I am finally fed up to the back teeth of the anti dieting articles that bring doom and gloom. “Diets don’t work!” “Your genes are mightily against you!” “Diets are futile and you will regain your weight!”.
Don’t get me wrong. For too long we have fallen prey to the promises of easy weight loss, the perfect diet, high fat low fat low carb f plan gi plan. We have and we continue to be bombarded by promise after promise after promise.
And diets don’t work the way they promise. We don’t work the way they demand. We are complex beings. A thousand thoughts pass through our heads every day. We respond to stimuli to all our senses. And we react through habit, and memory, and nostalgia and for a host of reasons.
Diets are not the quick easy life choice they claim to be.
And mental health and life experience play a big part in how effectively life style changes work for us as individuals. Dear God do I know that. Sometimes the idea of following any form of restriction for any Damn reason is so abhorrent I gain 7 pounds at the very thought of it. Other times I feel positive and ready to make sacrifices to hit one or two small goals in the near future. Sometimes, as the goal gets close, I baulk with fear and sabotage my own plans. I am a mystery to myself.
But the problem with all these diets don’t work arguments is that they left me feeling so bloody hopeless. And the problem with all these don’t diet activists, for me, is that either they have no plans to make changes in other ways, or they do have plans but they will only see weight loss as a result of being pretty prescriptive in following those plans.
When I am feeling really relaxed and genuinely happy with myself and my lot it is not an issue. There is no stress. No concern about what I weigh. And I wish this were a constant state in my life. To all those who feel this way, I admire you. I envy you. And I hope it remains a constant state in your life.
It is then that dieting is unnecessary and I couldn’t care whether it works out not.
But then there are times when I feel anxious and I wish to lose some weight and to feel less breathless, a little fitter, able to move with more ease.
I come from families of substantial women and men. We are not petite. So if the reports are to be believed then weight loss will require more work. But it is not hopeless.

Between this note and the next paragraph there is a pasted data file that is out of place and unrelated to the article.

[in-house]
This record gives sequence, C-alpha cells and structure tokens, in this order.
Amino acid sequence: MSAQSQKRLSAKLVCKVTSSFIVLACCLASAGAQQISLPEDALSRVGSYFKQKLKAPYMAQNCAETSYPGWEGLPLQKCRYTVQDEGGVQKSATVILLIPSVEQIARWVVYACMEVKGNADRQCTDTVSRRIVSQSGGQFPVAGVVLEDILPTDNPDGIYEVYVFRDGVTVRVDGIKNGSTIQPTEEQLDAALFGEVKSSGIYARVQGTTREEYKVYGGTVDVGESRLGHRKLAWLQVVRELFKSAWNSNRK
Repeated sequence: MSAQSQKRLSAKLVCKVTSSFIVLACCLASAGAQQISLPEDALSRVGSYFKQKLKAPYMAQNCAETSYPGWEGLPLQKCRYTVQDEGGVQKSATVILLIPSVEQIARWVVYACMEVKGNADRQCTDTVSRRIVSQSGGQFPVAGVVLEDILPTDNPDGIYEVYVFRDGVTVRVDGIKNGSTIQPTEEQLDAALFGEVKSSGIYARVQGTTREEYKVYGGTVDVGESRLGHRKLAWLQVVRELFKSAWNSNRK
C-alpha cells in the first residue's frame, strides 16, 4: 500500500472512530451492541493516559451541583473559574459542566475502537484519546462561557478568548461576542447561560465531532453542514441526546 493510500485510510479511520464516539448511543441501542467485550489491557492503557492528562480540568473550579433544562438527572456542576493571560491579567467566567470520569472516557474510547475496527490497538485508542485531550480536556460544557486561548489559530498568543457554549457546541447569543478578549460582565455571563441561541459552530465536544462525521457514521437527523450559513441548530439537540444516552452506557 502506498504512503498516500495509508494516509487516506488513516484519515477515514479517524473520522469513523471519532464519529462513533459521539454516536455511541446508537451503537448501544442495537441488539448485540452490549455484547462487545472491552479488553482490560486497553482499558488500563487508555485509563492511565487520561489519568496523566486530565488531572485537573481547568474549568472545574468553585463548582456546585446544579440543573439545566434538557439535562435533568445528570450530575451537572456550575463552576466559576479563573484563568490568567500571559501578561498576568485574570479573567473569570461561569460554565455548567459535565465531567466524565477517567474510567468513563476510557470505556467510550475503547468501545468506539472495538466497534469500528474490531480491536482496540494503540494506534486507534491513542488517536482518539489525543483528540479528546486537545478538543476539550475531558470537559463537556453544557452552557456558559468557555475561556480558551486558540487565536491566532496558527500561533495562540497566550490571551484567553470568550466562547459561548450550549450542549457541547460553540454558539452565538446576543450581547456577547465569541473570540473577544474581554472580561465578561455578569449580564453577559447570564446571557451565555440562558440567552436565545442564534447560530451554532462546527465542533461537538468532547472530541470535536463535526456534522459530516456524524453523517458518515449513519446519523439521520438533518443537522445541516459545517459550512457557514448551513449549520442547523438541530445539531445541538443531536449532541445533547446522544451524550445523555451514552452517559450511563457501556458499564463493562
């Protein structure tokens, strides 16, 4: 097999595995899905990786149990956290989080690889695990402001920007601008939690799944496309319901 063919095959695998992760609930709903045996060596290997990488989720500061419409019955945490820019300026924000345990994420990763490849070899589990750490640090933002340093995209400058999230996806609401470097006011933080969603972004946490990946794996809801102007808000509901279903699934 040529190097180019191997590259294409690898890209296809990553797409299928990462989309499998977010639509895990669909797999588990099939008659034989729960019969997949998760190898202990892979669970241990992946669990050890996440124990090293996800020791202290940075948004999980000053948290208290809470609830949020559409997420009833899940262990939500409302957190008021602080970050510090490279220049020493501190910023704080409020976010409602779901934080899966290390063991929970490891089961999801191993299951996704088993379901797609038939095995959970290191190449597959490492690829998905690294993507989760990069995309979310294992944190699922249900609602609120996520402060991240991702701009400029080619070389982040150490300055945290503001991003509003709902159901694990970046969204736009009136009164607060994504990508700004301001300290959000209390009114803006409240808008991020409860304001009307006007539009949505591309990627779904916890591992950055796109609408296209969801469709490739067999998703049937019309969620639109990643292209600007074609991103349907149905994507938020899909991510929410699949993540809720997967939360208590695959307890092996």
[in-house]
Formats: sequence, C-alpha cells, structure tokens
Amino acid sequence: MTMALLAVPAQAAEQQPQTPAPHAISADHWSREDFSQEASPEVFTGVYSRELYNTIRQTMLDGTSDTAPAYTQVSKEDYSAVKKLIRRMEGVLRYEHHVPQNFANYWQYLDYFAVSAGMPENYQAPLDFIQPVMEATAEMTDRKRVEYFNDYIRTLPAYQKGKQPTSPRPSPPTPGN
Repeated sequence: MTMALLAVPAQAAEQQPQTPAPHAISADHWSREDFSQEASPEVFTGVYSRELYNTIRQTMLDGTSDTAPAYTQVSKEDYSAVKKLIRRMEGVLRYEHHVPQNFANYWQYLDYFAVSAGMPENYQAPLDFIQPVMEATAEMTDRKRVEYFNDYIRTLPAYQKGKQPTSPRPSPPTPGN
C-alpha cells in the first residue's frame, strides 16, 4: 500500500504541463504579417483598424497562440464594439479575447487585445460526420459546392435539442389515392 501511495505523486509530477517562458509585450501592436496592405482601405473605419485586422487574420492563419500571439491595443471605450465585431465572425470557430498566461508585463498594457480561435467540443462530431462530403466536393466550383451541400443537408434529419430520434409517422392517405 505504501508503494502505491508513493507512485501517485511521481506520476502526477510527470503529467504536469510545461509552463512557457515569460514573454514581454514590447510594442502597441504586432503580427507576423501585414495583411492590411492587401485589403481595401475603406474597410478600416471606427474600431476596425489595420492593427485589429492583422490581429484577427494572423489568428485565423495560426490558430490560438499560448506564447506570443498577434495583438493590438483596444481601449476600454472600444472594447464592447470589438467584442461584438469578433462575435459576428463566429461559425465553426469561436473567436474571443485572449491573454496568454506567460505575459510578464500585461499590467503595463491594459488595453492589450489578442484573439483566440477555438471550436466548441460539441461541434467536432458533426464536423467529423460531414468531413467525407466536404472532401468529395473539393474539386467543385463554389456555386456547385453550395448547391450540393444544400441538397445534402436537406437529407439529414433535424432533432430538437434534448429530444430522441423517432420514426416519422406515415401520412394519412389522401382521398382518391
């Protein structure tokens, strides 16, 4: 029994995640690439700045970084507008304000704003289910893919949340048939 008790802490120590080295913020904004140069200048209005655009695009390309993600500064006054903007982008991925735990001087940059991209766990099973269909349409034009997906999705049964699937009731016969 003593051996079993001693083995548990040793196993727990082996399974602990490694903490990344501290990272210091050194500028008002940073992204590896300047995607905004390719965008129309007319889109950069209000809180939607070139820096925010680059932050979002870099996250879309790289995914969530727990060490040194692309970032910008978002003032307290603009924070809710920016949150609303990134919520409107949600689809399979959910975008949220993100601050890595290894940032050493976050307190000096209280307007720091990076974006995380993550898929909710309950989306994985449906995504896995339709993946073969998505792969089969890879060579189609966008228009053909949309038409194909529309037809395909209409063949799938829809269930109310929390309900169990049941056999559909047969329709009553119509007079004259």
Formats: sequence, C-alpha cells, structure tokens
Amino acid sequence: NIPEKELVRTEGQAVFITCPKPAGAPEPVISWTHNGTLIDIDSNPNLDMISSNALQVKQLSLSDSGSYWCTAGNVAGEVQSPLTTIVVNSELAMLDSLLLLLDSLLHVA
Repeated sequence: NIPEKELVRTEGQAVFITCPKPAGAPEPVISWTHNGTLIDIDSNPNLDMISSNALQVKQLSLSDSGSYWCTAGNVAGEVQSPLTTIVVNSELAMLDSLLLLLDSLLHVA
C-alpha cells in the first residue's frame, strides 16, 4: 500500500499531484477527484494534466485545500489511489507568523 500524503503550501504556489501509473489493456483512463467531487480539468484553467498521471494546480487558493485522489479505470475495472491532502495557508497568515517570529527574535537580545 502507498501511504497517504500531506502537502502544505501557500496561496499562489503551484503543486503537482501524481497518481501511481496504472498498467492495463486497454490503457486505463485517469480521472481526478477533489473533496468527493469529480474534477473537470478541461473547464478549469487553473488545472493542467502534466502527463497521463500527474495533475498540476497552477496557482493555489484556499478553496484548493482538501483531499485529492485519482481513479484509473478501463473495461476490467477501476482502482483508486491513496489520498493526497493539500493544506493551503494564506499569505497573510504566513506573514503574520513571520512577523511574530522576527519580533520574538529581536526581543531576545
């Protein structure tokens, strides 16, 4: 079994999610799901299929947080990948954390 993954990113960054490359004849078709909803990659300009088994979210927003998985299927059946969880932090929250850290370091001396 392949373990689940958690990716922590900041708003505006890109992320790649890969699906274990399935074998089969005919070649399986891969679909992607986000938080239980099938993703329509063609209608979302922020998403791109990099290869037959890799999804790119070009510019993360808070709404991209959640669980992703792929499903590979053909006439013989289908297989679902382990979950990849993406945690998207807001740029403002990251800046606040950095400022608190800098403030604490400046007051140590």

Is it worth it? I guess that is the question every individual had to ask themselves. What do I benefit from making small, and sometimes large, but all significant changes to my life style? Is it worth the running in the evening? Is it worth less wine?
Is it worth making these changes a permanent fixture in my life?
Only I can decide for myself. And it doesn’t make me superior in any way by making changes for myself. I won’t get fast track through the holier than though lounge on the way to heaven. I might not even live longer as a result. But I know those changes will improve MY quality of life.
Telling me diets don’t work some years ago felt great at the time. It did take the pressure off trying to be perfect and feeling like a failure and it offered an alternative. But my experience was that the promise of a different plan, an anti diet plan, that would see weight loss in a different way, failed to deliver. It helped with food issues. It helped with self confidence. And those things are precious. But as the year goes on weight loss still matters to me. Not wholly for vanity. Not wholly for fitness. A mixture of both. And it is possible. If we can be realistic with our dreams and ideals.
Diets do work to some degree or other. But like it or not they involve lifestyle changes. And we have to enjoy and embrace those changes long term. If they aren’t sustainable then something had to give. That is the way it is. But again we earn no moral superiority. And we are not better humans as a result.
If you feel stuck in a rut. There are things you can do. It isn’t hopeless. And you can make changes that suit you.
It isn’t hopeless.